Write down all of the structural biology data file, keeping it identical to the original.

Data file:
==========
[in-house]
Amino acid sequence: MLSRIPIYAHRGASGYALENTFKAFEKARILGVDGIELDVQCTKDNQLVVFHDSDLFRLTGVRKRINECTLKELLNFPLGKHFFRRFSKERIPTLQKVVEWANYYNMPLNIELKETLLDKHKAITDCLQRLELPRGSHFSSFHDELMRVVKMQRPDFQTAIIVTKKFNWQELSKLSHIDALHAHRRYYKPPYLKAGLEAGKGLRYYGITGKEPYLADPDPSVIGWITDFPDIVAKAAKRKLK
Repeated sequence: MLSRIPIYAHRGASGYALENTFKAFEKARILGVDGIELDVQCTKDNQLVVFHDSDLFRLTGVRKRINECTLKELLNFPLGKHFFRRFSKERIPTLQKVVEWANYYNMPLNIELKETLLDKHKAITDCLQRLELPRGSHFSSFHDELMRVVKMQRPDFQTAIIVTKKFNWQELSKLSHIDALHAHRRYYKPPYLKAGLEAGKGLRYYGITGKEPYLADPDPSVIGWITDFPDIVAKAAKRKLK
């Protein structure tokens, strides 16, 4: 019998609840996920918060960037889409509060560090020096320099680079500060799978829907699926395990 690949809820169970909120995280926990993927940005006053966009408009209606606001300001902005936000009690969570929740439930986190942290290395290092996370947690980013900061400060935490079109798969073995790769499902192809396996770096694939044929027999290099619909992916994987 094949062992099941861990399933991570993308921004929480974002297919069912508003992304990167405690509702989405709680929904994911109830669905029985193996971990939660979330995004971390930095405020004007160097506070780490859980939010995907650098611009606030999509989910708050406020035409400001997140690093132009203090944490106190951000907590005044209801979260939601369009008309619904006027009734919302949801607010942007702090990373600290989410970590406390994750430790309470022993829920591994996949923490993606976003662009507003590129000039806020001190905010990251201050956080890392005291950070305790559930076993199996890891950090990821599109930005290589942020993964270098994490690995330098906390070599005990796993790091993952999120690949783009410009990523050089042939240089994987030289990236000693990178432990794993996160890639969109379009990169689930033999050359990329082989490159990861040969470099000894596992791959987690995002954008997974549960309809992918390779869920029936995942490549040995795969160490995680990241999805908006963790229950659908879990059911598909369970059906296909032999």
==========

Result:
[in-house]
Amino acid sequence: MLSRIPIYAHRGASGYALENTFKAFEKARILGVDGIELDVQCTKDNQLVVFHDSDLFRLTGVRKRINECTLKELLNFPLGKHFFRRFSKERIPTLQKVVEWANYYNMPLNIELKETLLDKHKAITDCLQRLELPRGSHFSSFHDELMRVVKMQRPDFQTAIIVTKKFNWQELSKLSHIDALHAHRRYYKPPYLKAGLEAGKGLRYYGITGKEPYLADPDPSVIGWITDFPDIVAKAAKRKLK
Repeated sequence: MLSRIPIYAHRGASGYALENTFKAFEKARILGVDGIELDVQCTKDNQLVVFHDSDLFRLTGVRKRINECTLKELLNFPLGKHFFRRFSKERIPTLQKVVEWANYYNMPLNIELKETLLDKHKAITDCLQRLELPRGSHFSSFHDELMRVVKMQRPDFQTAIIVTKKFNWQELSKLSHIDALHAHRRYYKPPYLKAGLEAGKGLRYYGITGKEPYLADPDPSVIGWITDFPDIVAKAAKRKLK
């Protein structure tokens, strides 16, 4: 019998609840996920918060960037889409509060560090020096320099680079500060799978829907699926395990 690949809820169970909120995280926990993927940005006053966009408009209606606001300001902005936000009690969570929740439930986190942290290395290092996370947690980013900061400060935490079109798969073995790769499902192809396996770096694939044929027999290099619909992916994987 094949062992099941861990399933991570993308921004929480974002297919069912508003992304990167405690509702989405709680929904994911109830669905029985193996971990939660979330995004971390930095405020004007160097506070780490859980939010995907650098611009606030999509989910708050406020035409400001997140690093132009203090944490106190951000907590005044209801979260939601369009008309619904006027009734919302949801607010942007702090990373600290989410970590406390994750430790309470022993829920591994996949923490993606976003662009507003590129000039806020001190905010990251201050956080890392005291950070305790559930076993199996890891950090990821599109930005290589942020993964270098994490690995330098906390070599005990796993790091993952999120690949783009410009990523050089042939240089994987030289990236000693990178432990794993996160890639969109379009990169689930033999050359990329082989490159990861040969470099000894596992791959987690995002954008997974549960309809992918390779869920029936995942490549040995795969160490995680990241999805908006963790229950659908879990059911598909369970059906296909032999």